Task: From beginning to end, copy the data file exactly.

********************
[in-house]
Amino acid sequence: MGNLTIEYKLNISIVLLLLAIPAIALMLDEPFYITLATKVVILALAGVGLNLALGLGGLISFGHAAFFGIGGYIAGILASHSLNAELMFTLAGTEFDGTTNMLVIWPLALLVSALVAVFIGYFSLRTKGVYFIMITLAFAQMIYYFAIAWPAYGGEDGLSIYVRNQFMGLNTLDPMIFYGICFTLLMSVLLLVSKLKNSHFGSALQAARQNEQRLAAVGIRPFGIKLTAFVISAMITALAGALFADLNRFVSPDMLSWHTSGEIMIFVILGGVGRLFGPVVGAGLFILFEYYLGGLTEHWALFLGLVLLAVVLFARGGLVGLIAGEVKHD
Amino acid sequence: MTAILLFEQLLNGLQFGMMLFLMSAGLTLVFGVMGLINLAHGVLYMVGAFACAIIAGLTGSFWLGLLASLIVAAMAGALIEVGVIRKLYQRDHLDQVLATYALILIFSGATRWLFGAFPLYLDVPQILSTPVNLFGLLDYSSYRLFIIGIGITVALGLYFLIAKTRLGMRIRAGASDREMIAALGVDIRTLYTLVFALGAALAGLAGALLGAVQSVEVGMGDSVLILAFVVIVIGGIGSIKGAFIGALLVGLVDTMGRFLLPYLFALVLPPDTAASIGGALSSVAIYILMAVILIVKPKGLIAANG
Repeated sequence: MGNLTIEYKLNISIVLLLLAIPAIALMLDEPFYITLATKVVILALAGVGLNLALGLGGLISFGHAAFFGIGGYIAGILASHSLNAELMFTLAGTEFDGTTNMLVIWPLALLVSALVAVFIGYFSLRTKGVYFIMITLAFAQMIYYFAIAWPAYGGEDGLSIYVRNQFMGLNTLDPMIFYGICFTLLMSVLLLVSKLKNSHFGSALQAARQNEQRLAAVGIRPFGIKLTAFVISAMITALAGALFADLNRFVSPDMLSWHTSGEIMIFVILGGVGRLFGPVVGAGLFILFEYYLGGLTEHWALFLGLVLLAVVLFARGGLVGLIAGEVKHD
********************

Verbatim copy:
[in-house]
Amino acid sequence: MGNLTIEYKLNISIVLLLLAIPAIALMLDEPFYITLATKVVILALAGVGLNLALGLGGLISFGHAAFFGIGGYIAGILASHSLNAELMFTLAGTEFDGTTNMLVIWPLALLVSALVAVFIGYFSLRTKGVYFIMITLAFAQMIYYFAIAWPAYGGEDGLSIYVRNQFMGLNTLDPMIFYGICFTLLMSVLLLVSKLKNSHFGSALQAARQNEQRLAAVGIRPFGIKLTAFVISAMITALAGALFADLNRFVSPDMLSWHTSGEIMIFVILGGVGRLFGPVVGAGLFILFEYYLGGLTEHWALFLGLVLLAVVLFARGGLVGLIAGEVKHD
Amino acid sequence: MTAILLFEQLLNGLQFGMMLFLMSAGLTLVFGVMGLINLAHGVLYMVGAFACAIIAGLTGSFWLGLLASLIVAAMAGALIEVGVIRKLYQRDHLDQVLATYALILIFSGATRWLFGAFPLYLDVPQILSTPVNLFGLLDYSSYRLFIIGIGITVALGLYFLIAKTRLGMRIRAGASDREMIAALGVDIRTLYTLVFALGAALAGLAGALLGAVQSVEVGMGDSVLILAFVVIVIGGIGSIKGAFIGALLVGLVDTMGRFLLPYLFALVLPPDTAASIGGALSSVAIYILMAVILIVKPKGLIAANG
Repeated sequence: MGNLTIEYKLNISIVLLLLAIPAIALMLDEPFYITLATKVVILALAGVGLNLALGLGGLISFGHAAFFGIGGYIAGILASHSLNAELMFTLAGTEFDGTTNMLVIWPLALLVSALVAVFIGYFSLRTKGVYFIMITLAFAQMIYYFAIAWPAYGGEDGLSIYVRNQFMGLNTLDPMIFYGICFTLLMSVLLLVSKLKNSHFGSALQAARQNEQRLAAVGIRPFGIKLTAFVISAMITALAGALFADLNRFVSPDMLSWHTSGEIMIFVILGGVGRLFGPVVGAGLFILFEYYLGGLTEHWALFLGLVLLAVVLFARGGLVGLIAGEVKHD